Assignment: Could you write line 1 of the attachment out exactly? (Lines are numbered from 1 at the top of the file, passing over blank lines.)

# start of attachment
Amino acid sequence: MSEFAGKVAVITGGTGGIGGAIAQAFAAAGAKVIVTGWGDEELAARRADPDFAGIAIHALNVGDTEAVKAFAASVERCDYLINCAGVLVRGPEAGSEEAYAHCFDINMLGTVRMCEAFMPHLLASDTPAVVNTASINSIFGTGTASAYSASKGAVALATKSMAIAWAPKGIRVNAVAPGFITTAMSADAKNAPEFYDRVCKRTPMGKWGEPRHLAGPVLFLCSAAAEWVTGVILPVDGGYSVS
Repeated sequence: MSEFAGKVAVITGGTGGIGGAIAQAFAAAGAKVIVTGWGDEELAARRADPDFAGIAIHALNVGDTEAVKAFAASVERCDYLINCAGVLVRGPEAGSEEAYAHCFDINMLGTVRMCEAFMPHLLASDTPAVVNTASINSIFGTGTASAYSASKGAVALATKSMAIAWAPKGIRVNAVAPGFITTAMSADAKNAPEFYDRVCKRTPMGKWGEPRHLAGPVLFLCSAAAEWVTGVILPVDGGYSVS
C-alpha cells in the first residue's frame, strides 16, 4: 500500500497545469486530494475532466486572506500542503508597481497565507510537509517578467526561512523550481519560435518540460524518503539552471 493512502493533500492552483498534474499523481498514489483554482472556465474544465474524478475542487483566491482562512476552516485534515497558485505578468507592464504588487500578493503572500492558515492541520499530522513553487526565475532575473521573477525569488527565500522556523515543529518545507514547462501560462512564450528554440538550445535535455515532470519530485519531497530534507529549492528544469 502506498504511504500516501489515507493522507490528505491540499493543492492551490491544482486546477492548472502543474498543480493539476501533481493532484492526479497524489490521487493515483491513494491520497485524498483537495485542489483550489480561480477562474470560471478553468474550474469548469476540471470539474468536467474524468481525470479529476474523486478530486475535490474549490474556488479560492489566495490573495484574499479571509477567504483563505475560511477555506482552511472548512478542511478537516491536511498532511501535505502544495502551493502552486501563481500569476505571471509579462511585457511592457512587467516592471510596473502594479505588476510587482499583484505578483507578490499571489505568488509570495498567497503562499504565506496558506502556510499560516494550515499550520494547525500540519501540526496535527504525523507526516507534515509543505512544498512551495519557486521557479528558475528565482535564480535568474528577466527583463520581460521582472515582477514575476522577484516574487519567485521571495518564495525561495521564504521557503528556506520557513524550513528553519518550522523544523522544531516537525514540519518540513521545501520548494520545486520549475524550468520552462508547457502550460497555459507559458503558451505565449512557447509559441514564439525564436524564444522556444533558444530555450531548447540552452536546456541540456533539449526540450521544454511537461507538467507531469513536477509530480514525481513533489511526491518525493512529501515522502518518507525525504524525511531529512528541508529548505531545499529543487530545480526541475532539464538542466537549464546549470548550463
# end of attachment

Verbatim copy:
Amino acid sequence: MSEFAGKVAVITGGTGGIGGAIAQAFAAAGAKVIVTGWGDEELAARRADPDFAGIAIHALNVGDTEAVKAFAASVERCDYLINCAGVLVRGPEAGSEEAYAHCFDINMLGTVRMCEAFMPHLLASDTPAVVNTASINSIFGTGTASAYSASKGAVALATKSMAIAWAPKGIRVNAVAPGFITTAMSADAKNAPEFYDRVCKRTPMGKWGEPRHLAGPVLFLCSAAAEWVTGVILPVDGGYSVS